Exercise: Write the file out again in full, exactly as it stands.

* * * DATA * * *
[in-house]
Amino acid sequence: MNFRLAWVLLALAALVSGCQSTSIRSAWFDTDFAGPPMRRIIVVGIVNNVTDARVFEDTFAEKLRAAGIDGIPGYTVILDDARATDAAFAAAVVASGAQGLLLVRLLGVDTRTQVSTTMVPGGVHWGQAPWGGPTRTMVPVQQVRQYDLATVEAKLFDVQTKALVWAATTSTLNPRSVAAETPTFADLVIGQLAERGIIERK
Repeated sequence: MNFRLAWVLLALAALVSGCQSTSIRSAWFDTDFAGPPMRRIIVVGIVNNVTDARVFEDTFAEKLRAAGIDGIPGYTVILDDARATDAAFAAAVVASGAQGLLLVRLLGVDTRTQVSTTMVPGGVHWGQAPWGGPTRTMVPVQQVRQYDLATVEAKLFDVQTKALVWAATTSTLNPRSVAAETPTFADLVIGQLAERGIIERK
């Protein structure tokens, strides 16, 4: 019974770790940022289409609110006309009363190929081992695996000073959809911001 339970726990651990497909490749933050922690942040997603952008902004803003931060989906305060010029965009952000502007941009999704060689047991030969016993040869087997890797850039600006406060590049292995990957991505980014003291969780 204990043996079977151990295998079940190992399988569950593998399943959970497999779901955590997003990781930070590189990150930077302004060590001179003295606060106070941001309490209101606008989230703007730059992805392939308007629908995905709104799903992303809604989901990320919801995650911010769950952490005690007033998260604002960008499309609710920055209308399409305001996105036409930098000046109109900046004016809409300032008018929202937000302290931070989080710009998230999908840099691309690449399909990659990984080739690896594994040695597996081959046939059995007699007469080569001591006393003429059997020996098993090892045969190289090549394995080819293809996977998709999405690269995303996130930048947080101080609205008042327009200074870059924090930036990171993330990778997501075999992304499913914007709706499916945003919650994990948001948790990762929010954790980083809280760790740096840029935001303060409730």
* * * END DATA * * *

[in-house]
Amino acid sequence: MNFRLAWVLLALAALVSGCQSTSIRSAWFDTDFAGPPMRRIIVVGIVNNVTDARVFEDTFAEKLRAAGIDGIPGYTVILDDARATDAAFAAAVVASGAQGLLLVRLLGVDTRTQVSTTMVPGGVHWGQAPWGGPTRTMVPVQQVRQYDLATVEAKLFDVQTKALVWAATTSTLNPRSVAAETPTFADLVIGQLAERGIIERK
Repeated sequence: MNFRLAWVLLALAALVSGCQSTSIRSAWFDTDFAGPPMRRIIVVGIVNNVTDARVFEDTFAEKLRAAGIDGIPGYTVILDDARATDAAFAAAVVASGAQGLLLVRLLGVDTRTQVSTTMVPGGVHWGQAPWGGPTRTMVPVQQVRQYDLATVEAKLFDVQTKALVWAATTSTLNPRSVAAETPTFADLVIGQLAERGIIERK
């Protein structure tokens, strides 16, 4: 019974770790940022289409609110006309009363190929081992695996000073959809911001 339970726990651990497909490749933050922690942040997603952008902004803003931060989906305060010029965009952000502007941009999704060689047991030969016993040869087997890797850039600006406060590049292995990957991505980014003291969780 204990043996079977151990295998079940190992399988569950593998399943959970497999779901955590997003990781930070590189990150930077302004060590001179003295606060106070941001309490209101606008989230703007730059992805392939308007629908995905709104799903992303809604989901990320919801995650911010769950952490005690007033998260604002960008499309609710920055209308399409305001996105036409930098000046109109900046004016809409300032008018929202937000302290931070989080710009998230999908840099691309690449399909990659990984080739690896594994040695597996081959046939059995007699007469080569001591006393003429059997020996098993090892045969190289090549394995080819293809996977998709999405690269995303996130930048947080101080609205008042327009200074870059924090930036990171993330990778997501075999992304499913914007709706499916945003919650994990948001948790990762929010954790980083809280760790740096840029935001303060409730």